This post is also available in: heעברית (Hebrew)

China attempted to acquire advanced US fighter aircraft engines and a UAV, according to US Federal Court documents unsealed last week.

A Chinese man and woman attempted to acquire and export to China the General Atomics MQ-9 Reaper UAV, the Pratt & Whitney F135 engine used on the F-35 stealth fighter, the P&W F119 engine used on the F-22 Raptor stealth fighter, and the General Electric F110 engine used on the F-15 and F-16 fighters.

The woman was born in China and became a US citizen in 2006, where she was vice president of the family-run AFM Microelectronics Corp. in San Diego. The company made advanced capacitors for export,  though there is little on the company website to indicate an interest in military equipment. She was arrested Sept. 1, but the man remains a “fugitive” and is believed to be in China. The two allegedly made efforts to secure the shipment of the defense items via one of three countries: Hong Kong, Israel and South Korea.

Investigators said the man discussed paying $50 million to an undercover operative to illegally ship an MG-9 Reaper, an unmanned drone that is “capable of firing Hellfire missiles and is classified as a defense article,” on the U.S. defense munitions list. Defense World reports that the undercover operative, a Homeland Security Investigations special agent, thwarted their effort.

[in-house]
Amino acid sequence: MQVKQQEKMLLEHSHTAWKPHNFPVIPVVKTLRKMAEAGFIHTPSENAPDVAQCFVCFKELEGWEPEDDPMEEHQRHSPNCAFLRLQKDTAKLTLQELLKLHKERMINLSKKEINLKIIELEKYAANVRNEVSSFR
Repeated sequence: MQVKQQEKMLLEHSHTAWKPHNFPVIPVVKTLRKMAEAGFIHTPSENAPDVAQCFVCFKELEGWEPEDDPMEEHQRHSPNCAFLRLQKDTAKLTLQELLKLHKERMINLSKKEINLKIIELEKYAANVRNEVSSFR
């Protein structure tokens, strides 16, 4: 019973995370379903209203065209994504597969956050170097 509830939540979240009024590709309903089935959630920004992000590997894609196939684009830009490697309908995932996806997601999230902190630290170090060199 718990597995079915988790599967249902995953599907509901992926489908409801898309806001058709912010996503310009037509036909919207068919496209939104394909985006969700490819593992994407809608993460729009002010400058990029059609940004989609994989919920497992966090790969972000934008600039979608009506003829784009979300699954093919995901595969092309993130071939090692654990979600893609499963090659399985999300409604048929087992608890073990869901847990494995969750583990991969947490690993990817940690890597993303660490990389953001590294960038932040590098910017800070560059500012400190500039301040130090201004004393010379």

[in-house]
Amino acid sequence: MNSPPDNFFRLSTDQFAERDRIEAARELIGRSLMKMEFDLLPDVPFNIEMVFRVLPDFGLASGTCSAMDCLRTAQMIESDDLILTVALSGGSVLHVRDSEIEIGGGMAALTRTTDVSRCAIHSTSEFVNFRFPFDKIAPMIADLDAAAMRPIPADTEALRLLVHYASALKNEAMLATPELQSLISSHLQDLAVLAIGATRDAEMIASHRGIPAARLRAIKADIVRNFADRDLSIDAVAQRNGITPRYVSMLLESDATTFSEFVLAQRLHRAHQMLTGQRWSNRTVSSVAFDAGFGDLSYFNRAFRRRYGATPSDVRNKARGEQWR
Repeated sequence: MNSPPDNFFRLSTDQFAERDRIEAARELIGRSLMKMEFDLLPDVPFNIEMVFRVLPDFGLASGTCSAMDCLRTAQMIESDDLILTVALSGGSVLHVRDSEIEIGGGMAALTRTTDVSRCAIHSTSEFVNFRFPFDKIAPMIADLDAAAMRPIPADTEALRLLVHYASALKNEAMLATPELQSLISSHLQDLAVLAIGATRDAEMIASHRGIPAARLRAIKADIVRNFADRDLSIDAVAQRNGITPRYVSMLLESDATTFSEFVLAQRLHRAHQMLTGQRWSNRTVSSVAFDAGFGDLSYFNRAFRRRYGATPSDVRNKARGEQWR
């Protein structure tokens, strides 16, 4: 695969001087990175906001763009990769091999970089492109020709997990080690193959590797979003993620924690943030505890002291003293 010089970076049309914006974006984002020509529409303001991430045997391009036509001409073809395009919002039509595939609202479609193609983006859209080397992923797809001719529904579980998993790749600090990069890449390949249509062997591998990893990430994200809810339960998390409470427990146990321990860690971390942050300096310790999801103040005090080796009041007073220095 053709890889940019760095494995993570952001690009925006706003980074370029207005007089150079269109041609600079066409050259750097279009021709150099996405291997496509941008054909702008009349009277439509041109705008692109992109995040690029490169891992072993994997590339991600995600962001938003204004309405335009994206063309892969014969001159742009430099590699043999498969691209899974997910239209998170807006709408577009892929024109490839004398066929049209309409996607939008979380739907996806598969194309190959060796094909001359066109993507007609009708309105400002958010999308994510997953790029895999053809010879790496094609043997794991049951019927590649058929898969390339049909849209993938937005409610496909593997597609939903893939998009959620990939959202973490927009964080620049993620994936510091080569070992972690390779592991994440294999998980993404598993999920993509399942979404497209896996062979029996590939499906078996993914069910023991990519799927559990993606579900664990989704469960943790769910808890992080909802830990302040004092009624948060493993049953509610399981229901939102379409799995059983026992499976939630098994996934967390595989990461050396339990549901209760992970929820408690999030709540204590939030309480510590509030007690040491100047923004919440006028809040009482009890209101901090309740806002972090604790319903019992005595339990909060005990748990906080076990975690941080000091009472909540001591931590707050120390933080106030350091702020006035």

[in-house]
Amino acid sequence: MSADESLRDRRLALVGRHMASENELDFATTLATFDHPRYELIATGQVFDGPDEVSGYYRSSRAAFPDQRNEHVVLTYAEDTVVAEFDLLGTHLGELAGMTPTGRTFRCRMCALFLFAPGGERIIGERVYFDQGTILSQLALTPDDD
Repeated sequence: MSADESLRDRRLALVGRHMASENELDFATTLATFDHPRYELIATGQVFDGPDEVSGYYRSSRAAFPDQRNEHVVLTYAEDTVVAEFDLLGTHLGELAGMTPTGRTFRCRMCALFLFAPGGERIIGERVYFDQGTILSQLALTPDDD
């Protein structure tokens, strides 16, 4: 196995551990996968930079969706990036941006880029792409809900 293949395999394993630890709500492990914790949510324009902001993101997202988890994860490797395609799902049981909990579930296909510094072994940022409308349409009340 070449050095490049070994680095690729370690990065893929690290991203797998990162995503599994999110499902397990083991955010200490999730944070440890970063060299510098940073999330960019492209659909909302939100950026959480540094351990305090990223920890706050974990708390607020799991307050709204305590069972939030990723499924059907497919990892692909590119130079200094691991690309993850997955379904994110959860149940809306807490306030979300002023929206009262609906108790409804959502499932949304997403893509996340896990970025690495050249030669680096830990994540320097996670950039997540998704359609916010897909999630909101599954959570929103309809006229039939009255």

The items are restricted for export under US International Traffic in Arms Regulations. China has been on the list since 1990. The undercover operation began in 2011, according to documents.

Prosecutors said the woman’s husband, who has not been charged, warned her that the person she was dealing with was “probably an undercover agent.”

If convicted, she faces a maximum of 25 years in federal prison and $1.25 million in fines.

Subscribe to our newsletter.